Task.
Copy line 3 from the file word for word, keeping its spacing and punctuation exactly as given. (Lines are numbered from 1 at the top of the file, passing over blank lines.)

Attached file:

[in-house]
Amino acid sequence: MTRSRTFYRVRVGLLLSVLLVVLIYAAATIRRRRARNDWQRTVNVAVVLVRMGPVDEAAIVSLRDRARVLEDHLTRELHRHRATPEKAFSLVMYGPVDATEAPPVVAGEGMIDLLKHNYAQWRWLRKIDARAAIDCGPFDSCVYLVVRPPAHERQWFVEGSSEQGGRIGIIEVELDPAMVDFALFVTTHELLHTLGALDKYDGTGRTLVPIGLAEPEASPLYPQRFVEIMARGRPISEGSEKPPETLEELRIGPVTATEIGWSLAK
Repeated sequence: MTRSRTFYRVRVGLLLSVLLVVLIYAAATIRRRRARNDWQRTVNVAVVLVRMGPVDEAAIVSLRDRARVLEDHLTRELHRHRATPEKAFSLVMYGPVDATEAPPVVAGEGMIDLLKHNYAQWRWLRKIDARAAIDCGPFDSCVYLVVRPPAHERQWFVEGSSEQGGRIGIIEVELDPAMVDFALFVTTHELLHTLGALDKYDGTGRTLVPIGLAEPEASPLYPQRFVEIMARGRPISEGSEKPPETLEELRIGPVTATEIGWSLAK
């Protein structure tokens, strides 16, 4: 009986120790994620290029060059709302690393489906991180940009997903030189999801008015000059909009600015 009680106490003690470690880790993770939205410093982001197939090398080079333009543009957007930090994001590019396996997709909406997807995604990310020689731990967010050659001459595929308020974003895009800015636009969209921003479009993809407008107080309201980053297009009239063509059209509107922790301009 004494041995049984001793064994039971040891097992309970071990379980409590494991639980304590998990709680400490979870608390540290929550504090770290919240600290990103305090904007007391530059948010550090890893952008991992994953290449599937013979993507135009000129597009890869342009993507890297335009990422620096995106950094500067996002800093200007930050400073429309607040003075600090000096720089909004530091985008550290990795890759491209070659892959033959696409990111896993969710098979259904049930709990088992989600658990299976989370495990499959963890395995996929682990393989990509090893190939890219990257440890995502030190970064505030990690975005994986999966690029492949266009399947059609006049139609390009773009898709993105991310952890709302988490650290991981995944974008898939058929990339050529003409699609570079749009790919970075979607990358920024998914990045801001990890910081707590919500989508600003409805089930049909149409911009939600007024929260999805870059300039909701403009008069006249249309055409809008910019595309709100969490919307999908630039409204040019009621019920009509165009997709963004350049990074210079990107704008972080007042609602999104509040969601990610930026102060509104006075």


Repeated sequence: MTRSRTFYRVRVGLLLSVLLVVLIYAAATIRRRRARNDWQRTVNVAVVLVRMGPVDEAAIVSLRDRARVLEDHLTRELHRHRATPEKAFSLVMYGPVDATEAPPVVAGEGMIDLLKHNYAQWRWLRKIDARAAIDCGPFDSCVYLVVRPPAHERQWFVEGSSEQGGRIGIIEVELDPAMVDFALFVTTHELLHTLGALDKYDGTGRTLVPIGLAEPEASPLYPQRFVEIMARGRPISEGSEKPPETLEELRIGPVTATEIGWSLAK